I’ve known a lot of copy editors since the Trib, some of the best in the business, but I’ve never met another one who made herself such an integral part of an entire newsroom. One of the most valuable things Barb taught many of us — something all writers struggle with — is how to love an editor. She also taught editors how to love writers. Of all the newsroom archetypes I’ve worked with in 20-plus years, none is more pathetic to me than the writer who hates every editor he or she ever had, and vice-versa.
The best thing ever written about Barb has already been written — Tribune editor Phill Casaus’s ode was published after Barb worked her last shift a little more than three years ago, just before the paper closed for good. Here’s a chunk of it:
She might be as good a wordsmith as I’ve ever known. For all the wonderful writers this newspaper has possessed — Pulitzer winners and best-sellers have slurped the black acid we call coffee — she may very well be the best. Excellent reporters can make 14 or 40 or 70 inches of copy sing. Only the most extraordinary talent can construct an aria of three or five or 10 words.
It’s a craft and an art and an avocation: something to appreciate, impossible to replicate.
This isn’t all hearts and flowers, though. I have to note that I’ve often wanted Barb’s head on a plate. She can be a pain in the neck and beyond. I’ve sometimes considered her my worst professional enemy. I used to call her, dismissively, the “managing editor emeritus,” because she always had a better way to write a story — and was never afraid to clear her throat when the opportunity presented itself.
I used to worry that I was the only one who’d bump heads with Barb, but the truth is, we all have — photographers and sports guys, fellow copy editors, office managers and editorial writers. She wasn’t always right, but her percentages were pretty good. And, damn, that bugged a lot of us.
Like many copy editors, Barb’s a stickler for detail — often to the point where I’ve wanted to grab the nearest stick and beat her with it. But her gift, I came to learn, was more than a copy hound’s reflexive need for order. It was a drive for perfection, for symmetry, for the very best.
In an industry where too many have cut corners, budgetary and otherwise, done a little ethical shimmy and shake, or simply tried to accept mediocrity, Barb was a boulder in the road. Often, I think this newspaper’s unstated goal was to try to reach the tough standard she set for two decades. And thank God for that: The Trib, a winner of just about every journalism award there is, still strives even in some of its darkest days.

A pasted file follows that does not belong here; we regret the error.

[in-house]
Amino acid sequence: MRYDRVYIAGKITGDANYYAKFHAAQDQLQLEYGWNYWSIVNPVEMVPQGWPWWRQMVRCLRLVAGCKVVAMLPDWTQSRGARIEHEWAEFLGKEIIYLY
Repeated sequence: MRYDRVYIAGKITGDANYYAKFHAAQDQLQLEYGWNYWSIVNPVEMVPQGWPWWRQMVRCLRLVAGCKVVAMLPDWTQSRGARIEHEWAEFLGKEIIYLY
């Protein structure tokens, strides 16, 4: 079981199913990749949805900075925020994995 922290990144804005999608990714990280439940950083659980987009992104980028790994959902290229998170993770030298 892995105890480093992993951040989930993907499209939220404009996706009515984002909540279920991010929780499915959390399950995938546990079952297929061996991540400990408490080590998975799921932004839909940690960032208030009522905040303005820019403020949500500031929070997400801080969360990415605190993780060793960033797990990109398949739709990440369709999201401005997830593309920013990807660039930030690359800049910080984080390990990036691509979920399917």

Maybe that’s because we can actually watch Barb’s magic under unimaginable duress.
For a couple of years now, she’s struggled with serious eyesight problems. Talk about cruel ironies — a nonpareil reader and writer facing blindness.
It would’ve shelved others for good. Not Barb. Every morning, she trundled in at 5:30, ready to meet the day. By 5:31, she was squinting into her blue screen with her one good eye, arming herself with a question or 10 that would make a story better, fairer, more complete.
By 5:32, she was dialing the telephone to our sleep-deprived desk editors. Trust me, we all know the ring.
In retrospect, such predictability may have given me, given all of us, a false sense of security.
The morning after Christmas, Barb walked into my office — the office she almost certainly could have occupied, but never did — and told me she planned to leave The Trib.
It was time, she said. And while I respect her right to decide that, I have to think part of her is worn down, heartbroken by the uncertainty she and her colleagues find themselves in. This situation flies in the face of a woman who has always searched for a true north and battled for what is right and fair. …
* * *
There are three or four people who’ve had an incalculable influence on my own struggle to be a better journalist and writer. Barb was one of them. It’s a real loss — deeply personal, and more psychic than immediate. Though I’ve sentimentalized that time greatly, my days at the Trib were filled with manic amounts of work and a mood often colored by a sense of hurt and failure, of the sort that can only be ginned up by a 23-year-old city desk g.a. reporter who’d rather be at Rolling Stone.